As with comics, street art is another genre popular among Afrofuturists. RAMM:ELL:ZEE (Rammellzee) was a graffiti artist who got his start on the New York City subways but moved into the realms of painting, hip-hop music, and performance art. He was fascinated with the formation of letters and mathematical equations, and he believed there was a connection between fourteenth-century gothic script and his late-twentieth-century “WildStyle” graffiti. His unique character Gash-o-Lear (above), which first appeared as a sort of cosplay and eventually became a mixed-media form, shows the influence of Star Trek, contemporary hip-hop fashion, and Japanese robot anime. (Anime and manga are also strong influences among Afrofuturist artists.) Rammellzee was also friends with Jean-Michel Basquiat, and this exhibition catalogue, from the Museum of Fine Arts, Boston, shows the ways that Basquiat was influenced by Rammellzee, other street artists, and the hip-hop movement in the 1980s and ’90s.
Taking its title from a poem by Sun Ra, The Shadows Took Shape was an exhibition at the Studio Museum of Harlem that examined the global impact of Afrofuturism. Curator Zoé Whitley defines Afrofuturism as, “... an aesthetic strategy for addressing the experience of race, displacement, and difference using recognizable visual symbols.” While Afrofuturism is often seen as centered on the experiences of African Americans, Black people around the world have adopted many of the concepts presented by Afrofuturism and are making connections to their specific lived experiences in the diaspora. Wangechi Mutu uses a caryatid—a sculpted female figure common to both African art and Classical Greek art—in The NewOnes, Will Free Us, a 2019–2020 exhibition that recently graced The Met’s facade. The End of Eating Everything (2013) is a video work featuring a Medusa-like figure representing consumption and material desire that also recalls the East African mythical figure of nguva, a mermaid or siren-like creature.
Growing out of a project meant to present Afrofuturistic art during a period of intense political and social unrest in the early 2010s, Cosmic Underground: A Grimoire of Black Speculative Discontent is an anthology of writers and artists expressing their views of the world at the time. Eventually this project grew into what is now known as the Black Speculative Arts Movement (sometimes called “Afrofuturism 2.0”) and encompasses not just science fiction and technology, but also design, metaphysics, and folklore, and includes people from across the African diaspora and an array of influences. In the classic anime Voltron, a giant fighting robot is formed from multiple smaller human-powered robots, and Andre Leroy Davis’s “Wu=Tang Assemble” (above left) shows the hip-hop group Wu-Tang Clan assembling as “Defenders of the Hop-Hop Universe.” On the right, Afua Richardson also looks at the sea creatures from African folklore in “Mami Wata the Koi Maid Queen.”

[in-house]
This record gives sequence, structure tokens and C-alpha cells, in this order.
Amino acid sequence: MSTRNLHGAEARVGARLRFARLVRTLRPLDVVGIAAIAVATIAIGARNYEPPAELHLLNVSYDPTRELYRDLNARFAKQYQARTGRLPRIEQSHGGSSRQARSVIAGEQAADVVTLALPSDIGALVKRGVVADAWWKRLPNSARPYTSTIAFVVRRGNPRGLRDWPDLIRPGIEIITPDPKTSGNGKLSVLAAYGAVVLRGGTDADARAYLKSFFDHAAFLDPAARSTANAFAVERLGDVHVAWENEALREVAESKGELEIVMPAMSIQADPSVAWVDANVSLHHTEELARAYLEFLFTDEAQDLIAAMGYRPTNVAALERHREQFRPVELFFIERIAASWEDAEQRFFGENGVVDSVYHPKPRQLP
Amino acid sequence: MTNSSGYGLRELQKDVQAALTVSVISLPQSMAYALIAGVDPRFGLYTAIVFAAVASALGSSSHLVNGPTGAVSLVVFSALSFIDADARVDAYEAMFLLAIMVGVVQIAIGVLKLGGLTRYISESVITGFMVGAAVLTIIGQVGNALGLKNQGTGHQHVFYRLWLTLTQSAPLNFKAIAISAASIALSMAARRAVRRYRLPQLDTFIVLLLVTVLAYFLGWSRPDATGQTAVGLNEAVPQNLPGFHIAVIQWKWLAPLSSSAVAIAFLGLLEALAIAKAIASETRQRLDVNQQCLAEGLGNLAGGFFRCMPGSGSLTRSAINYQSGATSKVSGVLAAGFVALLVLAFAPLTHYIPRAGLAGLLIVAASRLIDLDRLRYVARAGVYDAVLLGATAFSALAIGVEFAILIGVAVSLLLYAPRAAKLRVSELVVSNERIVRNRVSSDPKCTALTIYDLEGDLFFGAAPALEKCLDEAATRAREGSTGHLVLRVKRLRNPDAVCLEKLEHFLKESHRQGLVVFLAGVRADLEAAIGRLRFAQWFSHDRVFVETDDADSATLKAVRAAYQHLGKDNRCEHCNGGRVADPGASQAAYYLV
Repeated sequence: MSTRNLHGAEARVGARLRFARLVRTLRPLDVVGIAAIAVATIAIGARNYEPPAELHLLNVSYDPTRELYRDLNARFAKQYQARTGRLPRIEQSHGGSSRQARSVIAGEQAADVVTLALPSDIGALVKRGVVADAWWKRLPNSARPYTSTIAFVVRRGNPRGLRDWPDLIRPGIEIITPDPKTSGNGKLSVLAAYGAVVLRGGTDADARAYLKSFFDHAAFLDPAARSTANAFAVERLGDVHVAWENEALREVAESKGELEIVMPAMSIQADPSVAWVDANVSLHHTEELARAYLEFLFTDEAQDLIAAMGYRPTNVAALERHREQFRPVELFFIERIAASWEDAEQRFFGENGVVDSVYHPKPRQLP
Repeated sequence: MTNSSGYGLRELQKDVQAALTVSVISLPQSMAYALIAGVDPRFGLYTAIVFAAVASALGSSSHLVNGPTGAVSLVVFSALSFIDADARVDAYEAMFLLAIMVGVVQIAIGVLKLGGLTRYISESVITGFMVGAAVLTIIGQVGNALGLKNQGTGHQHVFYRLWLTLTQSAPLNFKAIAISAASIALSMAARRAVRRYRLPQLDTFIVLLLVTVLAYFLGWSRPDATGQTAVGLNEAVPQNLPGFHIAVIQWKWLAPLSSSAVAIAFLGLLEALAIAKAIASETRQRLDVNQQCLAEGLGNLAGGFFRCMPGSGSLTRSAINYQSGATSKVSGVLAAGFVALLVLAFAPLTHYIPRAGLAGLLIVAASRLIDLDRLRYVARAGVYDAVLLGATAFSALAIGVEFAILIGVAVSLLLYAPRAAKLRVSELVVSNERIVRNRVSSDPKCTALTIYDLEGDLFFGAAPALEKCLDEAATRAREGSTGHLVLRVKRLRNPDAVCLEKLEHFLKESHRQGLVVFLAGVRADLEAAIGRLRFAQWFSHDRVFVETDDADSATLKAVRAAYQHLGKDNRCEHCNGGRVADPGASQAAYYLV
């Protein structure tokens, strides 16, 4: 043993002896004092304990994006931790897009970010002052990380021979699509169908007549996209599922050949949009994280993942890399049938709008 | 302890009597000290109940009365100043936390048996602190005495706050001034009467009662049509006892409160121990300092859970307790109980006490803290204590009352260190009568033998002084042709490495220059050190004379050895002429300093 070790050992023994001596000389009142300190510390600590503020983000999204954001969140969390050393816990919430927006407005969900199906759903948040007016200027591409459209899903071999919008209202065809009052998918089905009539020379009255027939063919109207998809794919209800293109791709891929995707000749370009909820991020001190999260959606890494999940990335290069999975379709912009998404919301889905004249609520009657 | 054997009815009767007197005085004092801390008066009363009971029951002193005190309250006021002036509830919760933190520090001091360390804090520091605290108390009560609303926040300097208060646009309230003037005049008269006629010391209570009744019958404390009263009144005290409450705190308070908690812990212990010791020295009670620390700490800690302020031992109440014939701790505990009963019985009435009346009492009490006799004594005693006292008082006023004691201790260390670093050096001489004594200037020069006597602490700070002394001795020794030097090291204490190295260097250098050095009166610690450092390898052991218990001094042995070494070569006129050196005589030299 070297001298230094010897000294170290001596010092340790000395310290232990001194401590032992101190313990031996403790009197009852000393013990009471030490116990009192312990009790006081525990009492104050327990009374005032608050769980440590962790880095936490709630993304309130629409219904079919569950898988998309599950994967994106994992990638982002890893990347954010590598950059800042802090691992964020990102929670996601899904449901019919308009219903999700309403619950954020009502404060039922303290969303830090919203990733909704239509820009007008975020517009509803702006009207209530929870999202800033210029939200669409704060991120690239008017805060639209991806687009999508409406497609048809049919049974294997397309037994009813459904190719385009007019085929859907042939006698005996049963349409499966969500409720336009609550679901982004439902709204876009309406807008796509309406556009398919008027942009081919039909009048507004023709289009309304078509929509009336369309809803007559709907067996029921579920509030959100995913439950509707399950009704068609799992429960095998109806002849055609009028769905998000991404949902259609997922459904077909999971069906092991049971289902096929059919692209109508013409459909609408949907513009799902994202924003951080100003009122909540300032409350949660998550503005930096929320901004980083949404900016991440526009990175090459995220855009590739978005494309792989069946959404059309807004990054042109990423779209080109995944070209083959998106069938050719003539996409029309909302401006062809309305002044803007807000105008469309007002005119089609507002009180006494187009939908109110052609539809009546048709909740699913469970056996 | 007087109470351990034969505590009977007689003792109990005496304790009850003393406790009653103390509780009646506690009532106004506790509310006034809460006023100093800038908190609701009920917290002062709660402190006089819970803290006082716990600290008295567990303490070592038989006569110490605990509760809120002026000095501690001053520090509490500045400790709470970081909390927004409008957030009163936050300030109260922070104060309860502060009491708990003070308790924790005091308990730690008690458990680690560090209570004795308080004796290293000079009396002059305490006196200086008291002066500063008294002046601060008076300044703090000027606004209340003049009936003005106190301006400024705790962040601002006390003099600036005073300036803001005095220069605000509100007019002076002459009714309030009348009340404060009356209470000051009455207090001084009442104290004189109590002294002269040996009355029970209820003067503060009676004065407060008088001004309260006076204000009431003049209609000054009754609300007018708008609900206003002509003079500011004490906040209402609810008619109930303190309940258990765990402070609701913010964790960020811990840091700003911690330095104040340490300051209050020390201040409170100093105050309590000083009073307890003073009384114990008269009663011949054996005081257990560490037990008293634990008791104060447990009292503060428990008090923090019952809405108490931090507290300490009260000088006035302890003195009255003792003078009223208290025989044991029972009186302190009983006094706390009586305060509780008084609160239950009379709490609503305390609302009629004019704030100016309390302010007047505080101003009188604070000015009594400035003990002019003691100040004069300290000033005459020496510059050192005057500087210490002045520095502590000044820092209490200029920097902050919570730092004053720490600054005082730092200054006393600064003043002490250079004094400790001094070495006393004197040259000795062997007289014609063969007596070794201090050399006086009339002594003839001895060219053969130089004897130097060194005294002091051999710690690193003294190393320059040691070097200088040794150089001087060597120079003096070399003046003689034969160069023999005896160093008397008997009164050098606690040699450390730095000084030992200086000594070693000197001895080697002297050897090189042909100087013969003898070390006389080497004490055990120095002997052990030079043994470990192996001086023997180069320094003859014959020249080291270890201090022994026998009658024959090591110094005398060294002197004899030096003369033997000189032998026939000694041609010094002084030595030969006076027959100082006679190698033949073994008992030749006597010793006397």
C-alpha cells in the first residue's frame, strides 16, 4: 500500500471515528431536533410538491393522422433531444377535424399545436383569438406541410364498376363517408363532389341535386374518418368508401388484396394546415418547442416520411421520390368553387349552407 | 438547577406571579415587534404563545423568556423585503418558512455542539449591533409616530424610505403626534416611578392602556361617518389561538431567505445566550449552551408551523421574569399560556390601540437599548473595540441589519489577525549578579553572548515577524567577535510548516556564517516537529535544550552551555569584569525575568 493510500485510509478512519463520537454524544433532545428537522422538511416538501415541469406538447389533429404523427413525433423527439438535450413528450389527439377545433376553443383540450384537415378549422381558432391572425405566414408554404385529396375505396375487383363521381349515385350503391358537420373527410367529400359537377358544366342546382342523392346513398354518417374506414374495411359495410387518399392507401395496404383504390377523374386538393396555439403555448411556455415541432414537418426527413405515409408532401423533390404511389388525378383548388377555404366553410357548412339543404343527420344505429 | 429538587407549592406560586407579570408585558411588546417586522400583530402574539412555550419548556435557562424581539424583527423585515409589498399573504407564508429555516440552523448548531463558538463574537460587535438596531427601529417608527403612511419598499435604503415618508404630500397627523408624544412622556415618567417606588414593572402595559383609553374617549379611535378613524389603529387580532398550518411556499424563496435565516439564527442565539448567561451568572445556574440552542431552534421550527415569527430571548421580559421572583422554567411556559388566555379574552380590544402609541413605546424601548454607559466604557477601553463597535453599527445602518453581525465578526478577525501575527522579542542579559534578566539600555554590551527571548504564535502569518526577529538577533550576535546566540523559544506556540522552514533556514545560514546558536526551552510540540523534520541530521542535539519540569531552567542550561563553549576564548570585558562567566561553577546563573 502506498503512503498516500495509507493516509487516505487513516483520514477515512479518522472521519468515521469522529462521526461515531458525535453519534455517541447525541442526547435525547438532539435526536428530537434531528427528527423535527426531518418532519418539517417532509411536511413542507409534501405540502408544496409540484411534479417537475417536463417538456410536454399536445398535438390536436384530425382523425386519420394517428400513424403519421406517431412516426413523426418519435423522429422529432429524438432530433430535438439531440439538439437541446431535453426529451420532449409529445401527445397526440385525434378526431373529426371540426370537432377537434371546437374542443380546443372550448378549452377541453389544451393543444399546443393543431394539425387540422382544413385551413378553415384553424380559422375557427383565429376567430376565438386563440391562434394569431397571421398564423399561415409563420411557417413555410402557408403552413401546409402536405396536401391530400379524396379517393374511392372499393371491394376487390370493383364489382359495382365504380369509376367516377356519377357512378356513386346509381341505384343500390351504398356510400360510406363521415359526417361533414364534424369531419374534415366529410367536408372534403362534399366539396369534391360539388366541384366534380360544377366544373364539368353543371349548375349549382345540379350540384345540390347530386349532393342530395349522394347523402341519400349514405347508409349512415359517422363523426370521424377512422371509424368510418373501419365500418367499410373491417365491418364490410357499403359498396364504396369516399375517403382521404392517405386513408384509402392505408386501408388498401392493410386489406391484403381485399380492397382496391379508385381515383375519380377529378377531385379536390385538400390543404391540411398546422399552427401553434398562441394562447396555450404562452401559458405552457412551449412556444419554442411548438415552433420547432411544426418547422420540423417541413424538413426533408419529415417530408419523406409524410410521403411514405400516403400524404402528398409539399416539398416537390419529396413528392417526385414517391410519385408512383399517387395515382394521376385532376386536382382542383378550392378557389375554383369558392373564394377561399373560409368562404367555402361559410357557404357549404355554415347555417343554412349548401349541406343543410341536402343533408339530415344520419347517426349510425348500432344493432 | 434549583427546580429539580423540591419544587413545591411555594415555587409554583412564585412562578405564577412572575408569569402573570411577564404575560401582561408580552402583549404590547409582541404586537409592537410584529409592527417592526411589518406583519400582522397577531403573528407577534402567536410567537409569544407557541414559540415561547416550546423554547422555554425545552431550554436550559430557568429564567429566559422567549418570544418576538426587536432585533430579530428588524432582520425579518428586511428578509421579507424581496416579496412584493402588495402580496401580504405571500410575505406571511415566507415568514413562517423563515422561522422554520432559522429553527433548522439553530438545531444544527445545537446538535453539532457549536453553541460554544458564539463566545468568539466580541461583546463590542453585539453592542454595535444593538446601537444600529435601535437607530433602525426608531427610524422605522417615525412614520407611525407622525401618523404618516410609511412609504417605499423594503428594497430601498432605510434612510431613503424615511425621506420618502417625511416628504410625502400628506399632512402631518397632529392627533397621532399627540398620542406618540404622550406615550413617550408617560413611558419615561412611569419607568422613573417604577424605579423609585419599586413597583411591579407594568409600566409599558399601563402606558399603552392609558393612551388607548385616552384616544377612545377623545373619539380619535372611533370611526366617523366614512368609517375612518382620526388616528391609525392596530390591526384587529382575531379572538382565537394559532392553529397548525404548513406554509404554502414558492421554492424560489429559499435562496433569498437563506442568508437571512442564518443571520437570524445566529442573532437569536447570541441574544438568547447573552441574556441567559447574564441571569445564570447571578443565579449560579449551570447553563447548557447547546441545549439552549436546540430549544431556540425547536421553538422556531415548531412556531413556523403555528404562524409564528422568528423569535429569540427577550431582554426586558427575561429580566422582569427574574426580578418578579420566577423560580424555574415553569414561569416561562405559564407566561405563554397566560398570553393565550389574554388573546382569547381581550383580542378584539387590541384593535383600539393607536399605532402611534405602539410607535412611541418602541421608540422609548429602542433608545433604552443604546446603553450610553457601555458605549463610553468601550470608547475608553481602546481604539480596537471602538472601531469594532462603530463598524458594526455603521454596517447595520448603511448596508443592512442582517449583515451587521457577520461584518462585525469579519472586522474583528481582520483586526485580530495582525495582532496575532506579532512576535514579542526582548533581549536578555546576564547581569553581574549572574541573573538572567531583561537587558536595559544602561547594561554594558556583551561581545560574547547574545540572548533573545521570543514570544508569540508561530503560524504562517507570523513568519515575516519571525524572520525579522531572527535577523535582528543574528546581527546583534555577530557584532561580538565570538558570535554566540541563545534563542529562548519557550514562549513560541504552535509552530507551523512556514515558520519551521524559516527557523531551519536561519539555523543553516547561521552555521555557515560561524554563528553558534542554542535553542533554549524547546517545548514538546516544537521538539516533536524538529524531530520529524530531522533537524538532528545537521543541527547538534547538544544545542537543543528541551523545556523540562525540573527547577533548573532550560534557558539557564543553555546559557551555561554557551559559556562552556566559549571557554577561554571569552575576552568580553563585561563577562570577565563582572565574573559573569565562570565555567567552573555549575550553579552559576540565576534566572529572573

Afrofuturists frequently acknowledge their ancestors and illustrate the ways that the past is a continuing influence on the present, as in these two images from Cosmic Underground that pay tribute to Sun Ra and his impact on Afrofuturism. On the left is the story of Sun Ra from David Brame’s “Dusty Funk Series,” and on the right is an illustration by Black Kirby member John Jennings.
This collection is always growing. Please search Watsonline, our online catalog, for additional titles, and be sure to check the Index of African American Artists to search for specific artists.